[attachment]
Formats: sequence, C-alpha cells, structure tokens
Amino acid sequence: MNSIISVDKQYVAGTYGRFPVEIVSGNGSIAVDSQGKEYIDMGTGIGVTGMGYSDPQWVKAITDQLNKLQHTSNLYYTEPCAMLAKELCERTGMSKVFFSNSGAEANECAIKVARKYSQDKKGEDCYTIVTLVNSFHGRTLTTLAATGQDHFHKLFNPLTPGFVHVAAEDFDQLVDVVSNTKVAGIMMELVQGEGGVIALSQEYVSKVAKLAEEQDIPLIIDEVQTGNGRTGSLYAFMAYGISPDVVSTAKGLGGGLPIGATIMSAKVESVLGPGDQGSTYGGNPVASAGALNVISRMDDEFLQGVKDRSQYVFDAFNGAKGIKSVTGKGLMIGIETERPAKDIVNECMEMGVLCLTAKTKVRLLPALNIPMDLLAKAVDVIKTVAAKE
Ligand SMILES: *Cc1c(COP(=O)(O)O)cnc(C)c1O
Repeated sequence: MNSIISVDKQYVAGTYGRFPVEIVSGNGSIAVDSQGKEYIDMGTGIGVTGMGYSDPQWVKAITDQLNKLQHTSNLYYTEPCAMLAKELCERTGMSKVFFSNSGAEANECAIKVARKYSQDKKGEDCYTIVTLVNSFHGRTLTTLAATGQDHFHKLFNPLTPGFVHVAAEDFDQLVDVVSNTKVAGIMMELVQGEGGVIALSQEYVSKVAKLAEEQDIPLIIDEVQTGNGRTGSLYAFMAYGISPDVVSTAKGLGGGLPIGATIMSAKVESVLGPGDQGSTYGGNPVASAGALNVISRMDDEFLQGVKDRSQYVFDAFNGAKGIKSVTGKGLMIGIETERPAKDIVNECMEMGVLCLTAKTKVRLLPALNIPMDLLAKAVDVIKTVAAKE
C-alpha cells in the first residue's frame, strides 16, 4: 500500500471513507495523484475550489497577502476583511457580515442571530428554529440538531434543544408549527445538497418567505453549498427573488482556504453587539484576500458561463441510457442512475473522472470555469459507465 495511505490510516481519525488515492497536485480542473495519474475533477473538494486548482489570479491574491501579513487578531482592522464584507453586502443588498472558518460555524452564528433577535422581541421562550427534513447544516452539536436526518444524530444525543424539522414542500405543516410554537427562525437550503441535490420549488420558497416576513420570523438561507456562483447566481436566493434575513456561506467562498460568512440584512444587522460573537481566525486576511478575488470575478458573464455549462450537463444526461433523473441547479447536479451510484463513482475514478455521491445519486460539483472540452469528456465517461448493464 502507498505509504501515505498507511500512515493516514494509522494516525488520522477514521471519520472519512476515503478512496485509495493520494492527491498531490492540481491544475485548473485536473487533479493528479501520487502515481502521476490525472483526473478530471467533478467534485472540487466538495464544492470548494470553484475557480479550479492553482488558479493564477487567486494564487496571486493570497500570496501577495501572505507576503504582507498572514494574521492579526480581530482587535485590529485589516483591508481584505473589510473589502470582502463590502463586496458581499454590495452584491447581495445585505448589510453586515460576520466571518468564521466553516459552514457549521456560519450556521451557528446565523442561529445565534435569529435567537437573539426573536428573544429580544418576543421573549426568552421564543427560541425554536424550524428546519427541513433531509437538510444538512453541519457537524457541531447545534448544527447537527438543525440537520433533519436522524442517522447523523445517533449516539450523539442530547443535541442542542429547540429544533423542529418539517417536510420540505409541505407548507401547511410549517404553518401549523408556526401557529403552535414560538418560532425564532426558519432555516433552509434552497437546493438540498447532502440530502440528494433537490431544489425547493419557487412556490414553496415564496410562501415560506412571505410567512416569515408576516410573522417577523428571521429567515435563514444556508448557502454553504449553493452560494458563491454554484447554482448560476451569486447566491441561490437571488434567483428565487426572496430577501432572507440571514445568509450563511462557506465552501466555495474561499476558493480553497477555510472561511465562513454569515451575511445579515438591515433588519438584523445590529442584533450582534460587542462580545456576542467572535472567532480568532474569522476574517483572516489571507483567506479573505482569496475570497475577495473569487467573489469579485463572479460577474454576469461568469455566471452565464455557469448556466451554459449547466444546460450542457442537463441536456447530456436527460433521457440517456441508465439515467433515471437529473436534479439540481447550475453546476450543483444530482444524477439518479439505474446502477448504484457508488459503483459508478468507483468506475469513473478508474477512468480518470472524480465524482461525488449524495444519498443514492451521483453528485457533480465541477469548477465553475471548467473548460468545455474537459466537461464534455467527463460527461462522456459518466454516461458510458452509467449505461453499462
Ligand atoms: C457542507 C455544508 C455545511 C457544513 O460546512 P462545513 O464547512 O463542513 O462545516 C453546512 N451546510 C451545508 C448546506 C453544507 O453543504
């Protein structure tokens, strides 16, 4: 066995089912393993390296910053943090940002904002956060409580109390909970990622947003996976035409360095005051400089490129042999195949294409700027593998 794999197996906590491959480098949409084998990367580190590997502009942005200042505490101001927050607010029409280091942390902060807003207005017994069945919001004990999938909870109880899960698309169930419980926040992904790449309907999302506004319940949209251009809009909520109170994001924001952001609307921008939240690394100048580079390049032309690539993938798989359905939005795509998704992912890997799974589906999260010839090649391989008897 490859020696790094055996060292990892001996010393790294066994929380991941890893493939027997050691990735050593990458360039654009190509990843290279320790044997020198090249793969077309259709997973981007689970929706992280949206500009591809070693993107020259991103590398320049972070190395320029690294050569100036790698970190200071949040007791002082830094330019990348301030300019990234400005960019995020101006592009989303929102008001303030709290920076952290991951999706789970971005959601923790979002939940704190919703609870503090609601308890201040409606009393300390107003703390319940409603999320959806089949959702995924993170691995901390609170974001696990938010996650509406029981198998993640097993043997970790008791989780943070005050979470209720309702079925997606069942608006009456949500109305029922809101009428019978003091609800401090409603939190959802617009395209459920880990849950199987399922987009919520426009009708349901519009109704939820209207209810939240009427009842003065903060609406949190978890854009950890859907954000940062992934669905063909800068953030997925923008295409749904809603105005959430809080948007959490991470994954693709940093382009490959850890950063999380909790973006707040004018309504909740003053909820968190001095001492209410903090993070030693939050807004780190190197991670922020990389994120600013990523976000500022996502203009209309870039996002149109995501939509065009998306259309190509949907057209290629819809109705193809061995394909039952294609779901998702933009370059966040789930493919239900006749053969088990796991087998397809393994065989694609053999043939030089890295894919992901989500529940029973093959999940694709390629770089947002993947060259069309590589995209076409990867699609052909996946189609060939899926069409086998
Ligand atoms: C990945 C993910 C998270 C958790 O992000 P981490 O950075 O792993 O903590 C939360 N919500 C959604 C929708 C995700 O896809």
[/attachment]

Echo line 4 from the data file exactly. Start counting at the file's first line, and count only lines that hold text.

Repeated sequence: MNSIISVDKQYVAGTYGRFPVEIVSGNGSIAVDSQGKEYIDMGTGIGVTGMGYSDPQWVKAITDQLNKLQHTSNLYYTEPCAMLAKELCERTGMSKVFFSNSGAEANECAIKVARKYSQDKKGEDCYTIVTLVNSFHGRTLTTLAATGQDHFHKLFNPLTPGFVHVAAEDFDQLVDVVSNTKVAGIMMELVQGEGGVIALSQEYVSKVAKLAEEQDIPLIIDEVQTGNGRTGSLYAFMAYGISPDVVSTAKGLGGGLPIGATIMSAKVESVLGPGDQGSTYGGNPVASAGALNVISRMDDEFLQGVKDRSQYVFDAFNGAKGIKSVTGKGLMIGIETERPAKDIVNECMEMGVLCLTAKTKVRLLPALNIPMDLLAKAVDVIKTVAAKE